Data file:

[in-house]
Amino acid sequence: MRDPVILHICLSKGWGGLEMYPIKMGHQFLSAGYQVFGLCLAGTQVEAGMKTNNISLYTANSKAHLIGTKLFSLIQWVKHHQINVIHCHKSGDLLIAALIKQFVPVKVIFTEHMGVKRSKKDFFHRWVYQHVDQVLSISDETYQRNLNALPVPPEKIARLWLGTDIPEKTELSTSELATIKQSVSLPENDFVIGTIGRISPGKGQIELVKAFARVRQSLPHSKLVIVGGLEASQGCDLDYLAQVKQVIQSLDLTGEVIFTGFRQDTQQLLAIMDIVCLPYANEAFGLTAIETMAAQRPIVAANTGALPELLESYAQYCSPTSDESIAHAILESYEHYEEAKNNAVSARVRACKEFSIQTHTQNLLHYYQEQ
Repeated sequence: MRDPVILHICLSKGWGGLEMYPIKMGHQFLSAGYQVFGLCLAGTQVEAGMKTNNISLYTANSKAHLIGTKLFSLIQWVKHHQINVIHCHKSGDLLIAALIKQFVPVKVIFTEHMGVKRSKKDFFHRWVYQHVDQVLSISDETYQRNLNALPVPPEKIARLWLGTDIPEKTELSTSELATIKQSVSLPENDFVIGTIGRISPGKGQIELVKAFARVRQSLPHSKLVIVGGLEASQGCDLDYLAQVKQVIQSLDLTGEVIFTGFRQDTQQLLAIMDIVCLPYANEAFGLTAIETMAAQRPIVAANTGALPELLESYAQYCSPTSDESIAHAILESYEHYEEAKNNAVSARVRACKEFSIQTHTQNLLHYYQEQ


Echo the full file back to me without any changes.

[in-house]
Amino acid sequence: MRDPVILHICLSKGWGGLEMYPIKMGHQFLSAGYQVFGLCLAGTQVEAGMKTNNISLYTANSKAHLIGTKLFSLIQWVKHHQINVIHCHKSGDLLIAALIKQFVPVKVIFTEHMGVKRSKKDFFHRWVYQHVDQVLSISDETYQRNLNALPVPPEKIARLWLGTDIPEKTELSTSELATIKQSVSLPENDFVIGTIGRISPGKGQIELVKAFARVRQSLPHSKLVIVGGLEASQGCDLDYLAQVKQVIQSLDLTGEVIFTGFRQDTQQLLAIMDIVCLPYANEAFGLTAIETMAAQRPIVAANTGALPELLESYAQYCSPTSDESIAHAILESYEHYEEAKNNAVSARVRACKEFSIQTHTQNLLHYYQEQ
Repeated sequence: MRDPVILHICLSKGWGGLEMYPIKMGHQFLSAGYQVFGLCLAGTQVEAGMKTNNISLYTANSKAHLIGTKLFSLIQWVKHHQINVIHCHKSGDLLIAALIKQFVPVKVIFTEHMGVKRSKKDFFHRWVYQHVDQVLSISDETYQRNLNALPVPPEKIARLWLGTDIPEKTELSTSELATIKQSVSLPENDFVIGTIGRISPGKGQIELVKAFARVRQSLPHSKLVIVGGLEASQGCDLDYLAQVKQVIQSLDLTGEVIFTGFRQDTQQLLAIMDIVCLPYANEAFGLTAIETMAAQRPIVAANTGALPELLESYAQYCSPTSDESIAHAILESYEHYEEAKNNAVSARVRACKEFSIQTHTQNLLHYYQEQ